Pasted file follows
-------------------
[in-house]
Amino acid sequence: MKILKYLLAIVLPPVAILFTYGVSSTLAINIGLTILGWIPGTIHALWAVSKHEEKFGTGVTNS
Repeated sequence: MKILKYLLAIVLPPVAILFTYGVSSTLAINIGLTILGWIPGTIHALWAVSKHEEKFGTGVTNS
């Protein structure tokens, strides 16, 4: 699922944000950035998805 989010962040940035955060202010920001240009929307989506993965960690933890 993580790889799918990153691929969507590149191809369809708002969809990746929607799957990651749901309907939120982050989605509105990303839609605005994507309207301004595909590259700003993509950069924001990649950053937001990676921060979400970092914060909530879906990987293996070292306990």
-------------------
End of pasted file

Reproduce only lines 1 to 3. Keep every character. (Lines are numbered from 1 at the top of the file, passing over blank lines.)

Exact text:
[in-house]
Amino acid sequence: MKILKYLLAIVLPPVAILFTYGVSSTLAINIGLTILGWIPGTIHALWAVSKHEEKFGTGVTNS
Repeated sequence: MKILKYLLAIVLPPVAILFTYGVSSTLAINIGLTILGWIPGTIHALWAVSKHEEKFGTGVTNS